Sunday, January 12, 2014

Who's Afraid of Virginia Woolf at Lakewood

True Gritty
by Michael Dresdner

L to R: Niclas R. Olson, Kirsten Deane, Steve Tarry                            All photos by Kate Paterno-Lick

This month, Lakewood Playhouse has chosen to put on Edward Albee’s Who’s Afraid of Virginia Woolf, a play that is widely acclaimed, yet not easy to watch. It takes the audience deep into the midst of a dysfunctional marriage mired in not physical, but rather emotional sado-masochism.

This is hardly the first work in which an artist, in this case a playwright, intentionally pushes the audience well outside their comfort zone in an attempt to show a particular slice of life, engender a gut response, or simply shake up viewers. Thus, while it is a finely crafted play that is well executed by this director, cast, and crew, it is nevertheless, not for everyone.

Perhaps I should stop and quickly explain my goals in reviewing a play so you understand how this can be helpful to you.

First, I try to give you enough information about the play itself to decide if it is the sort of thing you would want to spend time experiencing. Second, I give you an idea of how well or poorly it was executed.

Not surprisingly, there are some plays that get rave reviews for their craft but are not going to be your cup of tea, and frankly, this may be one of them. Let’s dive in so you can decide.

George (Steve Tarry), a rather plodding college professor, and his wife, Martha (Brynne Garman), the daughter of the college’s president, are in a long marriage that has devolved into an almost constant game (his oft-repeated term) of alcohol-fueled verbal and emotional assault on one another.  They have very different styles of attack; he is witty, droll, passive-aggressive, and erudite, while she is a somewhat traditional manipulative harpy who alternately purrs, snarls, swears, and screeches.

L to R: Brynne Garman, Kirsten Deane 
Nor do they take a break from their hostilities when they invite a new young professor, Nick (Niclas R. Olson) and his sweet, naïve wife Honey (Kirsten Deane) over for drinks. As the night wears on, the older couple turns from their mutual destruction to attacking their guests, after first drawing them in to discover sufficient information to be able to truly hurt them. As Nick gets drunker, he responds combatively in kind, while his wife repeatedly retreats to the bathroom to vomit out both the pain and the alcohol.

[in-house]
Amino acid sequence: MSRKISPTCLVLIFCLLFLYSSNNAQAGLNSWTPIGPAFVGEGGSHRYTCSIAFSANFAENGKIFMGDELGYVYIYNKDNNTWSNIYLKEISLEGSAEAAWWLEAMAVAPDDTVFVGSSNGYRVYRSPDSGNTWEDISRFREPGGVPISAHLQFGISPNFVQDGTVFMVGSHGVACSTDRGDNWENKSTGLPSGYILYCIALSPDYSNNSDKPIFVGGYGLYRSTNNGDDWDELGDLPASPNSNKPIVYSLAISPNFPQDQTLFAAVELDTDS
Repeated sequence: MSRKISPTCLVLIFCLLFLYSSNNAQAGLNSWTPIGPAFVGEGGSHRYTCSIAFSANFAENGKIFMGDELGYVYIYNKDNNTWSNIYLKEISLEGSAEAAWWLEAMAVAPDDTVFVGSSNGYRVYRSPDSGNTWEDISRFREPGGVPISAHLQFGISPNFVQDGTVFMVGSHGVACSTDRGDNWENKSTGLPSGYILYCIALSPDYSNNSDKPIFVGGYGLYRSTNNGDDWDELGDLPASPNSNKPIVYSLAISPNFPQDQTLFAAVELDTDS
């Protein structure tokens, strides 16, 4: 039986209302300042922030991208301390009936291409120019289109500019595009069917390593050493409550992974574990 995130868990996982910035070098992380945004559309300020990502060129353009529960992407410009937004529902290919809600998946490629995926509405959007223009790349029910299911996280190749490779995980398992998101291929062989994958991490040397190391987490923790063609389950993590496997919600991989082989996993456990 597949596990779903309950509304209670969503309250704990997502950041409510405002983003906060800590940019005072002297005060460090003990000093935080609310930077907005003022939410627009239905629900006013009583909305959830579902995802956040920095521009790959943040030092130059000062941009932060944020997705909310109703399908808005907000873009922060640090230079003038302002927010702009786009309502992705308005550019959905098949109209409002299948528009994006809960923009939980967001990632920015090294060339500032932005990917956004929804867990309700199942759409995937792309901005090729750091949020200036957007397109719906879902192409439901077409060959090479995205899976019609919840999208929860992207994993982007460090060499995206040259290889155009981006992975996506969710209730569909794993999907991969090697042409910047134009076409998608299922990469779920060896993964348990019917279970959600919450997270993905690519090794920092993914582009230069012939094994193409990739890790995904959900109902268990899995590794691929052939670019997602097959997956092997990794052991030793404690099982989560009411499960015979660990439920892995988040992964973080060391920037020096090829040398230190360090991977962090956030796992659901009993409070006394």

In time we get the sense that some of this vituperation is for show, some for the sport of the game, and perhaps some to elicit a response from their guests. Still the “game” is played with verbal barbs that are not blunted for safety, and everyone gets wounded. However, at the very end of the play it becomes clear that, at least for George and Martha, this really is a game; a dangerous one, perhaps, but one they can put away at the end of the night and envelop back into their marriage of need, if not love, for one another.

Larry Albert’s directing was excellent, as was the very challenging work by the small, four-person cast. Tarry, who as George gets the cleverest lines of well-crafted word play, did a wonderful job of bringing an overlay of calm and an almost Will Rogers style wisdom to the maelstrom. With a mature aplomb, he’d slide his barbs in like a shiv, leaving the more direct battering to Garman’s Martha.  Olson and Deane did a fine transformation from fresh-faced and sober to decaying drunks, a change that was particularly well nuanced by Deane’s innocent Honey.

A simple, appropriate set (James Venturini), lighting (Amanda Swegen), set dressing (Hally Phillips), and sound (John Burton) all helped create the scene. Diane Runkel’s costumes established the time period nicely, with Nick’s iconic tie almost single-handedly telling us the year. In short, it was an excellent production, if you like that sort of thing.

And there’s the rub. If theatre for you is something to make you cheerful at the end of the night, this play won’t do it. However, if biting drama that will take you through realistically gut wrenching emotional upheaval is a ride you favor, come see Who’s Afraid of Virginia Woolf at Lakewood Playhouse.

Who’s Afraid of Virginia Woolf
Jan. 10 to Feb. 2, 2014
Lakewood Playhouse

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